There is another solution which may, perhaps, have suggested itself to some noble Lords. It is one which I have heard discussed. It is that you should make your new Army Member the really important man in the Army of India; that he should be responsible for the entire Army, should, in fact, be what would be described as the War Minister in European countries; that you should continue to keep the Commander-in-Chief, with a seat in the Council, but that he should remain second in military prestige and in military rank, the understanding being that, as Commander-in-Chief, it was his main duty to carry out the inspectional business of his office and that he would be absent frequently and at long intervals from headquarters.


The Commander-in-Chief is the Army Member of the Council. Is the suggestion that he should be kept in that capacity or not?


I would keep the Army Member, but I would dissociate the Army Member from the Commander-in-Chief. Under this suggesttion the real head of the Army would be the Army Member, invested with all the administrative authority which has been conferred on that officer, but from that office I would detach the whole of the executive functions appertaining to the Commander-in-Chief, who would be an officer still retaining his seat as an Extraordinary Member of the Council, but inferior in position and in rank to the Army Member, and therefore incapable of developing in relation to him the friction which is said to have been occasioned in the past. This is not my suggestion; it is one which I have heard discussed.

It is not for me to examine or to suggest solutions to your Lordships. The only thing about which I am absolutely confident—and here I would predict just as sanguinely as I did about the Military Supply Department four years ago—is that the present system cannot last. I assure your Lordships that I do not criticise it because it has broken down in practice, since, as your Lordships know, it has only just now been set up. Neither do I criticise it on the ground that it is going to break down in practice. I criticise it rather because, as I have endeavoured to show, it is incompatible with the principles of sound military administration; because it deprives the Government of India of the opportunity of hearing any but one high military opinion upon the military matters submitted to it; because although you may muddle along, as our nation is in the habit of doing, in time of peace, no one knows what will happen to your machine in time of war; and because at a time when we ought to regard with the most careful and scrupulous attention anything appertaining to the Native Army and when the slightest mistake in connection with that Army may land you in irreparable disaster in India, you have destroyed the only guarantees that existed for the protection of those interests and have set up nothing in their place. I believe that if this system, as I think, of excessive concentration, of dangerous centralisation, is allowed to continue to exist in the headquarters of the Army in India, a time will come when this country will be called upon to pay a serious price for it.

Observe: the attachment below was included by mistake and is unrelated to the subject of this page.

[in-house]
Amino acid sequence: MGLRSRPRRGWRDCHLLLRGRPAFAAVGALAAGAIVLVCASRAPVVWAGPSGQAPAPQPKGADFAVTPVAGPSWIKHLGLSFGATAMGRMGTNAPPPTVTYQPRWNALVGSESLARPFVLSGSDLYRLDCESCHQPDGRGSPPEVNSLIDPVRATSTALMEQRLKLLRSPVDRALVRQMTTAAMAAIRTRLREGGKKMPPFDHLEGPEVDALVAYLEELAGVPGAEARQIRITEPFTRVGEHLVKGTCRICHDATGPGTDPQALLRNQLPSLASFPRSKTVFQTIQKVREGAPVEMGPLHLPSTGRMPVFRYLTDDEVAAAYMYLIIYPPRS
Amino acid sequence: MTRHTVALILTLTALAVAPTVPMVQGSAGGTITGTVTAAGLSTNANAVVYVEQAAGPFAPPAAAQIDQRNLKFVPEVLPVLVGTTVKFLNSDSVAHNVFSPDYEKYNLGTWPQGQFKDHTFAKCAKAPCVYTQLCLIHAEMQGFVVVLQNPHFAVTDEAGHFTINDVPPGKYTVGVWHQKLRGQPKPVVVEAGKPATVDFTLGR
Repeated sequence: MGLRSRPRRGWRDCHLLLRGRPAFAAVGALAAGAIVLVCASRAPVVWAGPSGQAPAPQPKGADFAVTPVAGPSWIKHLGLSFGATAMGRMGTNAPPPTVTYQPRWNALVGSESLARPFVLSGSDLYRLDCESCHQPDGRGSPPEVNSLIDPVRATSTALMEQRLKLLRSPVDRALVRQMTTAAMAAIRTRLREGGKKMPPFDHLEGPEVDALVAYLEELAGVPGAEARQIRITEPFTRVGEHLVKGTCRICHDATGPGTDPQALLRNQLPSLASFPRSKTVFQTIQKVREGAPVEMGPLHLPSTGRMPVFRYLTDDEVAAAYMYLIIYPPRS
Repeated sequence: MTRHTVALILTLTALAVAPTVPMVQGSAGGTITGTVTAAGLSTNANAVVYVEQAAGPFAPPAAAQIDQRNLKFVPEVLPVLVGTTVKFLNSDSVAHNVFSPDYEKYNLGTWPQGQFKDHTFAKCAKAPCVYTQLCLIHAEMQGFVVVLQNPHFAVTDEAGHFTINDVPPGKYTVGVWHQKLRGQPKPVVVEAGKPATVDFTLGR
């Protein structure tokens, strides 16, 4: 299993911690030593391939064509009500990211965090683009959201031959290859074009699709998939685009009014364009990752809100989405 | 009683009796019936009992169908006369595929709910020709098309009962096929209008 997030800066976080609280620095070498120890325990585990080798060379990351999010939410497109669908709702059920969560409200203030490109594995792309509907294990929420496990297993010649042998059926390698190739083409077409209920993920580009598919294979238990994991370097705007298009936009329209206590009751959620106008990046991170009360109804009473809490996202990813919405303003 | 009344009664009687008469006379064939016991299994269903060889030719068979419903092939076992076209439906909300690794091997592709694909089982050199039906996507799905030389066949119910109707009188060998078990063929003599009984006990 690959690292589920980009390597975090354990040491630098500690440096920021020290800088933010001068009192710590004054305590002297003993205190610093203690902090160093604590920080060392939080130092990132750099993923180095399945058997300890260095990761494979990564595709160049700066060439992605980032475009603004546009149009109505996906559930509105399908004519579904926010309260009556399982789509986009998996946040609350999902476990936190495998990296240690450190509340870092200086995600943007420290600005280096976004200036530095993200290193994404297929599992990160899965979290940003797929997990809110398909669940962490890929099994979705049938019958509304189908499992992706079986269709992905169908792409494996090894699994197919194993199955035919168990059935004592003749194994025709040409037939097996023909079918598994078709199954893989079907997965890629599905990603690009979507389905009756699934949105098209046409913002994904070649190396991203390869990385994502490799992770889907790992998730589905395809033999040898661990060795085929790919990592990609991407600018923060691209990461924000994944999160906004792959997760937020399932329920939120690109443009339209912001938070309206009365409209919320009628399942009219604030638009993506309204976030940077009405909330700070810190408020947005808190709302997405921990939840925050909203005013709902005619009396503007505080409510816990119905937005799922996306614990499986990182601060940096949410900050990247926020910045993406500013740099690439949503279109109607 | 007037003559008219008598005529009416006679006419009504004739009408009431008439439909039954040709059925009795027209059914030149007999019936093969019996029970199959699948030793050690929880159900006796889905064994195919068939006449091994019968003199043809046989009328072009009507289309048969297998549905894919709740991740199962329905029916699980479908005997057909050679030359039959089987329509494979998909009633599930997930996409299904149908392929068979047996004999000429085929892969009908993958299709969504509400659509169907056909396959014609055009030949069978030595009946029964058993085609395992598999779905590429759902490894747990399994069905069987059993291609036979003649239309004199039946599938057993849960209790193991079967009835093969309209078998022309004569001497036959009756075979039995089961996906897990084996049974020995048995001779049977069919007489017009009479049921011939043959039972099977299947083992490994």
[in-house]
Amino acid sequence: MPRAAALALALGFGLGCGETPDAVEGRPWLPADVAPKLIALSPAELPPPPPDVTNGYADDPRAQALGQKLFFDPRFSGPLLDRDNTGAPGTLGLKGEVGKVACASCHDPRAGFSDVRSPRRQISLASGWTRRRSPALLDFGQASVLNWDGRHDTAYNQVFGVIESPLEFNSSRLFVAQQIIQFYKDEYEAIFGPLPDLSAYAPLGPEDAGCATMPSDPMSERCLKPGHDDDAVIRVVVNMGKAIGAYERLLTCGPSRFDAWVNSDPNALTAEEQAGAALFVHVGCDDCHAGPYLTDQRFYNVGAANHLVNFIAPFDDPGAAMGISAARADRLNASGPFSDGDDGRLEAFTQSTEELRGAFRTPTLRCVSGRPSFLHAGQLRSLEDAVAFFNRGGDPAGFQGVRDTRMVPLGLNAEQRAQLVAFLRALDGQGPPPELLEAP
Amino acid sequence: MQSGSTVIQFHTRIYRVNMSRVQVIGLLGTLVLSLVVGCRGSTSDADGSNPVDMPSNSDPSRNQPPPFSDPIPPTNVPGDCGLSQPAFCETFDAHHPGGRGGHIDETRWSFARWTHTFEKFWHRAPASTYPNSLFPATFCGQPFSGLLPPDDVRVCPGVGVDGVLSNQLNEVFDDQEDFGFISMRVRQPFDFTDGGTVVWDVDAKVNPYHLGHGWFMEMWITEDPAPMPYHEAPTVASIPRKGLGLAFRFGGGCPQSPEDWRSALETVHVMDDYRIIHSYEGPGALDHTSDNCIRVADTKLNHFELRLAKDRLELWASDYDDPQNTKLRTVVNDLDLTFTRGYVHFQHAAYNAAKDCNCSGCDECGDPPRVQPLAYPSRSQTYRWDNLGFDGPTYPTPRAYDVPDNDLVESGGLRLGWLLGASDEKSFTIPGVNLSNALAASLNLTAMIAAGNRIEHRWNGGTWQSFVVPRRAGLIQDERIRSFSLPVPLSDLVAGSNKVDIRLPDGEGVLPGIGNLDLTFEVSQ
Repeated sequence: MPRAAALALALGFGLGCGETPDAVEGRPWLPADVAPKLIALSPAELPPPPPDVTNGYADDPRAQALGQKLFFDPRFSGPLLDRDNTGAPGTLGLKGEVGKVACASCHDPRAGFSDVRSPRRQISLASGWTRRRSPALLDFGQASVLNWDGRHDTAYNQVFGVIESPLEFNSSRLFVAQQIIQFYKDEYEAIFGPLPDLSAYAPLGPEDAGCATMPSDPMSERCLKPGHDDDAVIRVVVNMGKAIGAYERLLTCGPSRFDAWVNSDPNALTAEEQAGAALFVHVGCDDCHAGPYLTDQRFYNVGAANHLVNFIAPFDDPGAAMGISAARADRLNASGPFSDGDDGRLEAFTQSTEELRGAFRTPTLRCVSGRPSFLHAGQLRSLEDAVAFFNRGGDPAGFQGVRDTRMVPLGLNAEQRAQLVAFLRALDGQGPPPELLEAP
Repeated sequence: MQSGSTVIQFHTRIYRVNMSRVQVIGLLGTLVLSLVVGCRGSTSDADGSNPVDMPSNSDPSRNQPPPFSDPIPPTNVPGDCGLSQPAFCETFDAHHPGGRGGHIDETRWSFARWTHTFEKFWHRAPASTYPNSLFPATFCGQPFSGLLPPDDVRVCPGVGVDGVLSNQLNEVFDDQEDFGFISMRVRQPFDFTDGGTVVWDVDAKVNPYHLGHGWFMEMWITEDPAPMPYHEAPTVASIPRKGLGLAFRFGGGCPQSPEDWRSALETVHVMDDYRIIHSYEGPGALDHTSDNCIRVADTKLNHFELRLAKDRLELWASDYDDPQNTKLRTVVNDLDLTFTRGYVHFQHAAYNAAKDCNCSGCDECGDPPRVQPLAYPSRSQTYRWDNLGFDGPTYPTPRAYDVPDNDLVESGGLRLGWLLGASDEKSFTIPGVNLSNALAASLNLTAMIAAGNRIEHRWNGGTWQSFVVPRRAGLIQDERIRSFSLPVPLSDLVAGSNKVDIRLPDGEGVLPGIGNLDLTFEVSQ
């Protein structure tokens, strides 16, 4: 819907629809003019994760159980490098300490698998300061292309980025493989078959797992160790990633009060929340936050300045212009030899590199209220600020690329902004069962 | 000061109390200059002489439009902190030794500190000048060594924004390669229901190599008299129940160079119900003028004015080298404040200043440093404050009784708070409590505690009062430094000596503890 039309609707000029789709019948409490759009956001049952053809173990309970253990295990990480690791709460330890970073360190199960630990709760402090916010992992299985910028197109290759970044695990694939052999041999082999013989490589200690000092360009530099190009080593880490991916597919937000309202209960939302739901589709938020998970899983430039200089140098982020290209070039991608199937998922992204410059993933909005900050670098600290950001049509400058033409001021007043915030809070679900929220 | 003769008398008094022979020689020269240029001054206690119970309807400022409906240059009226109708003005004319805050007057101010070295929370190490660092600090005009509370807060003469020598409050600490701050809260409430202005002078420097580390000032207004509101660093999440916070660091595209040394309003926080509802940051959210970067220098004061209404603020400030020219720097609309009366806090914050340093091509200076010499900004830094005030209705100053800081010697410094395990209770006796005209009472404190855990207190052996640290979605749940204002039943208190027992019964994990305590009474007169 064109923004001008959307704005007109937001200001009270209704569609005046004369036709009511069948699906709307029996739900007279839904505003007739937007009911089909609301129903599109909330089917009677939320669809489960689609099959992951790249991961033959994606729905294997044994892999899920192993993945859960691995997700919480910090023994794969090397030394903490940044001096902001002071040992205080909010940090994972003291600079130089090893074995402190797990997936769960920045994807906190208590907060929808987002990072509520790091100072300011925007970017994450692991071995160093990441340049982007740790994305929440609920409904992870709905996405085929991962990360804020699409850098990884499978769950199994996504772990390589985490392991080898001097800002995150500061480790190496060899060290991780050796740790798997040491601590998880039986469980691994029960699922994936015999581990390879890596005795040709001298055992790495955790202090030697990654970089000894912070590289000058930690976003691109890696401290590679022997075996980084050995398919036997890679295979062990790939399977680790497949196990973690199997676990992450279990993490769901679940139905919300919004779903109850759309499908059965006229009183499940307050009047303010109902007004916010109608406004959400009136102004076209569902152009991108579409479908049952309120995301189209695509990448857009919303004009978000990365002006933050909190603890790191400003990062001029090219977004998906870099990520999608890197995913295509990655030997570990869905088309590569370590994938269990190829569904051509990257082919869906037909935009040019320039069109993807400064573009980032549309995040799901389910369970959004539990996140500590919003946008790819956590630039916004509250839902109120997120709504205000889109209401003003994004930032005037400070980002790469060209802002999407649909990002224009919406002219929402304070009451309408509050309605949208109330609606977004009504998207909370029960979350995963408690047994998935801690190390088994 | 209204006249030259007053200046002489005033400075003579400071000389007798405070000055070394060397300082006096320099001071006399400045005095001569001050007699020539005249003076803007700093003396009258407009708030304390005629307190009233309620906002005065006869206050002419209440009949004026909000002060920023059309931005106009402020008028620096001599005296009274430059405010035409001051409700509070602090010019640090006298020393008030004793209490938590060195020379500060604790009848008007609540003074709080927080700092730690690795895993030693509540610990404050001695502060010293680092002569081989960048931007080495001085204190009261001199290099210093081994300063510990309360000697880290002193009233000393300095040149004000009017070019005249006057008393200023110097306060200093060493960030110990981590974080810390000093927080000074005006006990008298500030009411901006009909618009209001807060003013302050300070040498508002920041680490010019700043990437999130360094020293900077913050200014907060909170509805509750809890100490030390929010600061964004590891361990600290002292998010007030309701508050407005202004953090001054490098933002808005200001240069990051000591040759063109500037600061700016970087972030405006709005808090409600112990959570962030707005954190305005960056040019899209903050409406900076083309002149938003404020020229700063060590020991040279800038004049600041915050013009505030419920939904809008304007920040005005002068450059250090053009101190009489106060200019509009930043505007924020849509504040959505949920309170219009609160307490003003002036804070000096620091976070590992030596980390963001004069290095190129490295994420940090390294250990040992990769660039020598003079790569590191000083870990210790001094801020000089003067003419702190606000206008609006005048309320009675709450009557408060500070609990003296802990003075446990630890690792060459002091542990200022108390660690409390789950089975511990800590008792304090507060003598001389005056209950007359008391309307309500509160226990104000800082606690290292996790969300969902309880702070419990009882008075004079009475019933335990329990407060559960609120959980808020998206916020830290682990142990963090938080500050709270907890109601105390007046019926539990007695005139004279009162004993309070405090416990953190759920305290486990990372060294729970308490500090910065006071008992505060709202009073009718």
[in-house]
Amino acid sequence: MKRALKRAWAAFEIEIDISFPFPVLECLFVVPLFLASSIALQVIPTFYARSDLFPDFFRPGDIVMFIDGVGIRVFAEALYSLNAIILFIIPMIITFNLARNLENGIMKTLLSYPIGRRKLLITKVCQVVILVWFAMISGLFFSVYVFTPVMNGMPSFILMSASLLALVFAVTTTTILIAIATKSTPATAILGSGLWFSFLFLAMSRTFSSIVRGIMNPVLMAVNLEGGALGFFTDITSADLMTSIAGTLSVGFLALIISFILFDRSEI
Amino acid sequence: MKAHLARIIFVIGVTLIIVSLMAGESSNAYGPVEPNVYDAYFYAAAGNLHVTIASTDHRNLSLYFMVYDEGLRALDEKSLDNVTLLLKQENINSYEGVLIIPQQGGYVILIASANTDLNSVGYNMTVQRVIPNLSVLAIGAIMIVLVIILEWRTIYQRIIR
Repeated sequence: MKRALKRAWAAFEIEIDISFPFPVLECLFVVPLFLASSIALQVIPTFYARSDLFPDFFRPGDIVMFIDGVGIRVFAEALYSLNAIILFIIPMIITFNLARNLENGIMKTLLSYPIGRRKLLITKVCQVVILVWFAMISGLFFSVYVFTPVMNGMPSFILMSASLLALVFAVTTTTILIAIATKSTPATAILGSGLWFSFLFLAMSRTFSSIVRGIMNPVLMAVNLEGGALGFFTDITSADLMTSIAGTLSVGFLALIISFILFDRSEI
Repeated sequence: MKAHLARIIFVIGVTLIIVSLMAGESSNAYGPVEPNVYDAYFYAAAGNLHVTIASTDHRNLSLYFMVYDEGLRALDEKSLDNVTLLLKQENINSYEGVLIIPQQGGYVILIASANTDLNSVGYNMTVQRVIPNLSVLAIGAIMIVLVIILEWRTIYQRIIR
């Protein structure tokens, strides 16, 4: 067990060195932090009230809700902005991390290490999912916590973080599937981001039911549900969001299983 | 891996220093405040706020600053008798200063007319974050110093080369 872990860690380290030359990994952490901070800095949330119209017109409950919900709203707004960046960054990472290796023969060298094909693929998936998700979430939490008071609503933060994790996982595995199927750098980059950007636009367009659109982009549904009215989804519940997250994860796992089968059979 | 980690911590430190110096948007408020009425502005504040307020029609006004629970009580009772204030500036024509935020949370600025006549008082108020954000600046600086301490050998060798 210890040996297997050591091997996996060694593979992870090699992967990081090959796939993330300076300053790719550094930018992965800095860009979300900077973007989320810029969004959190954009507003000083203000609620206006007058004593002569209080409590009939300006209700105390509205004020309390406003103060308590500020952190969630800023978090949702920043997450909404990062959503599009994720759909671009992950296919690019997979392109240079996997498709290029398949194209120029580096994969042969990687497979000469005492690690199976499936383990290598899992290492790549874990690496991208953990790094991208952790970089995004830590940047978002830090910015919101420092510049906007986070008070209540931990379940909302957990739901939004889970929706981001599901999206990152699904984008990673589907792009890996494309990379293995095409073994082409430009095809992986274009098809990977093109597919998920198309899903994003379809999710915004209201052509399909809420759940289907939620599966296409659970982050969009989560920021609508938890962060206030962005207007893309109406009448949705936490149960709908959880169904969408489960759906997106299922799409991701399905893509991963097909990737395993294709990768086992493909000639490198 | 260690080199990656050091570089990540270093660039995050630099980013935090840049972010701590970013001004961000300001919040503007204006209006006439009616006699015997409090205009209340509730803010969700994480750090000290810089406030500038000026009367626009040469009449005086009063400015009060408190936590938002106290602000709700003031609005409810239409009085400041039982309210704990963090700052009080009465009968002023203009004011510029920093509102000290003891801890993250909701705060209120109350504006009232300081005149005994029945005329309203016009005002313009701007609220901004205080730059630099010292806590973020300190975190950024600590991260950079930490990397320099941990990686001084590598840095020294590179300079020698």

Moved, That an humble Address be laid before His Majesty for Papers relating to recent changes in the military administration in the Government of India.—(Lord Curzon of Kedleston.)


My Lords, I make no complaint whatever of the noble Lord for bringing this subject before the attention of the House. I agree with him in all he has said as to the delicacy and the importance of wise dealing with the Native Army. On the last occasion when this House discussed Indian military administration the noble and gallant Earl the Field-Marshal used language which is of the greatest importance for many reasons, and which is in perfect harmony with what the noble Lord has said. Lord Roberts said— The Native Army is by far the most difficult and delicate part of the problem with which the Government has to deal— This was in 1905— and unless this is constantly borne in mind I foresee that troubles will as assuredly arise in the future as they have done in the past. Those are very pregnant and remarkable words, and, though the point is for the moment parenthetical, I will say one word about it. The last time I had the honour of addressing this House was on political reform. Political reform is not wholly unconnected with this delicate problem—the noble Field-Marshal and the noble Lord both agree that it is the most delicate of the problems—and it is connected because the Indian Army is recruited from the Indian population, and cannot wholly escape from the influences, the moods, the opinions, and the feelings of those from whom they come. Therefore, and this is the last word on this point, to conciliate by reforms which are not unsound and not perilous the population from which the Indian Army comes must be, in my view—and I believe the noble Field-Marshal will not differ from me—must be a wise and politic operation.

Now I pass to the subjects raised by the noble Lord opposite. I have seen in the public prints that this was to be a very important debate, but I declare I do not know now what is the practical object which the noble Lord had in view. Most of what he said—in fact, all of what he said—touched matters with which I, at least as Minister, have had no concern. His speech was not a criticism of anything that has been done by His Majesty's present Ministers, but a criticism of the views and action of the Government that preceded us